1962 Jazzmaster resurrection

Bringing your older offset back to life.
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infiniteposse
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1962 Jazzmaster resurrection

Post by infiniteposse » Thu Aug 03, 2017 10:18 am

Hi all-

I just picked up this guitar yesterday and posted about it here: http://www.offsetguitars.com/forums/vie ... 1&t=105287

Much of the remainder of what I have to do it making the guitar into the instrument I want it to be, so I thought a post here would be more appropriate.

In the past I had a 65 JM and I feel like a mistake I made was being a little too precious about not improving playability in order to maintain it's perfect vintage-ness. My goal here is to not do anything that can't be reversed, but to make sure this guitar is first and foremost an instrument I love to pick up and play.

Here's the list I've got so far for things to address:

* Remedy back bent neck
--> I've asked my regular tech if he'd be willing to try some clamping to perhaps persuade the neck to go back into a straight position. After that gets fixed, I'll have the neck refretted with minimal planing, if at all possible.

* Remove and repair cracked pick-guard
--> Currently the guard shrunken up around the tall bridge thimbles, making it impossible to get it off the guitar.
--> There are 2 cracks in the guitar. I'll need to see if it's possible to "heal" the cracks or not.

* Replace foam under pickups
--> I'll need to see how things go with the pickguard
--> Is there a go-to material for this application? I imagine you want to use something that can avoid breaking down and becoming mush like the old stuff did. I'm all ears.

* Potential neck and body refinish:
--> The body's color is slightly growing on me (it's maybe a Dakota or Fiesta red, I can't quite tell).
--> I think I'll definitely have the neck refin'd once I work out the back bending issue. The feel of a great, worn neck is one of the best reasons for having an old guitar, IMHO. I'm thinking I'd use MJT so that it's done by someone who's both reputable and ultimately adds value to the instrument.
--> Does anyone know if MJT can apply a decal to a genuine Fender neck?

* Replace tuners with drop-in replacements
--> I'm open to the idea of trying to salvage these, but they're super sticky and I damn near killed my hand last night throwing a set of 12's on it. My 65 JM had tuners that were painful to use and, in retrospect, it always bugged me.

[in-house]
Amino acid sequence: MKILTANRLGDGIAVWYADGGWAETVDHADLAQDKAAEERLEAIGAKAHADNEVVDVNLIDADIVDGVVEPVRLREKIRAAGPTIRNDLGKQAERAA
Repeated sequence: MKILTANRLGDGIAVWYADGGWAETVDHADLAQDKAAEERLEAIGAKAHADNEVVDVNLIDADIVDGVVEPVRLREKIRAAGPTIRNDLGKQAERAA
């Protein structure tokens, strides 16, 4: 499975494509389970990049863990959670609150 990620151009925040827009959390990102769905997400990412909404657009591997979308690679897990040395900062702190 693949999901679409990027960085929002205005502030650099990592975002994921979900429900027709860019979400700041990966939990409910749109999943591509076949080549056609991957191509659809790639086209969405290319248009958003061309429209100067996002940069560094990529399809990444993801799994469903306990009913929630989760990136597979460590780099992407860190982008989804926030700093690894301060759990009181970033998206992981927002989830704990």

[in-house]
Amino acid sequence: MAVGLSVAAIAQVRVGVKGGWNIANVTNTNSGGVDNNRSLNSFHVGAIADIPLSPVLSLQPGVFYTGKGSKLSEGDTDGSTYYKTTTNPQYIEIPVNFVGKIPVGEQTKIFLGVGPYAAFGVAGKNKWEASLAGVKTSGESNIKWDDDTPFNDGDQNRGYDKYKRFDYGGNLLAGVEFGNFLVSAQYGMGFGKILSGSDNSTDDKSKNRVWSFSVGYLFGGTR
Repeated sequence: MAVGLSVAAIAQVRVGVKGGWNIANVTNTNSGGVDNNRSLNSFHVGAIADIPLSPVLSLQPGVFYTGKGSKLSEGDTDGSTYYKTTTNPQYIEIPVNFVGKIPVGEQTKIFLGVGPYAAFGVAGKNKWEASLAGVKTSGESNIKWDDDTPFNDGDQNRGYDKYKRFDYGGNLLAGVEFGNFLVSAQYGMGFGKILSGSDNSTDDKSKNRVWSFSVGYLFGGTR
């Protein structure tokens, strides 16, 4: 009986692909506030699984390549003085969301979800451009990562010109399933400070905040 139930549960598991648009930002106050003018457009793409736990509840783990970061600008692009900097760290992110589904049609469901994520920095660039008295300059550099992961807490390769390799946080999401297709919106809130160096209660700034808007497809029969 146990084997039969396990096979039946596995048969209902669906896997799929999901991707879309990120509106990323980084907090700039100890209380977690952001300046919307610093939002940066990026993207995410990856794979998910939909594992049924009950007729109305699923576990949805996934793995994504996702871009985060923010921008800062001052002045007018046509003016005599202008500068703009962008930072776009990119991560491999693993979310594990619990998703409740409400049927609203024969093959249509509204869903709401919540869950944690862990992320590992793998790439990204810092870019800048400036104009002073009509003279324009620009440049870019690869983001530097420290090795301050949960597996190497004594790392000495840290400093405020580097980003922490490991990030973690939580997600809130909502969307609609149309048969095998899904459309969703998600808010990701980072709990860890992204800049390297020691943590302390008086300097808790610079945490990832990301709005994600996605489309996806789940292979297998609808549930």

--> I'm certain there's a great set of modern tuners out there that will look the part and be a perfect drop-in replacement. The originals will live in the case. Any suggestions on a specific tuner that'll work? Gotoh? RS? TonePros?

* Upgrade collet/arm/bridge with Staytrem
--> I ordered these parts last night and they're on the way. After experiencing a Staytrem collet and bar, I'll never go back to the slop I used to experience on my old JM. I've also been very happy with the Staytrem bridge, so the original will live in the case. The original bridge on here rattles quite badly, so no love lost.

* Improve large neck pocket for tighter fit
--> Right now there's a significant gap on both sides of the neck pocket. I'm unsure what the least invasive way of improving this might be. Glue in wood shims which would necessitate a refin at some point?

Thanks in advance for any thoughts or suggestions!

Lee

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Pacafeliz
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Re: 1962 Jazzmaster resurrection

Post by Pacafeliz » Thu Aug 03, 2017 11:04 am

I envy you for this amazing project!!!
i love delay SO much ...that i procrastinate all the time.

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Danley
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Re: 1962 Jazzmaster resurrection

Post by Danley » Thu Aug 03, 2017 12:10 pm

One thing that can help with bridge rattle: stiffer intonation springs (in case you want to give it a try on the old bridge.)

Least of your concerns, but still :)

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Re: 1962 Jazzmaster resurrection

Post by kracdown » Thu Aug 03, 2017 2:15 pm

Excited to see how this turns out. MJT will indeed put a decal on a legit Fender neck.
For the gear shots: https://www.instagram.com/elliotsguitars/

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infiniteposse
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Re: 1962 Jazzmaster resurrection

Post by infiniteposse » Thu Aug 03, 2017 4:10 pm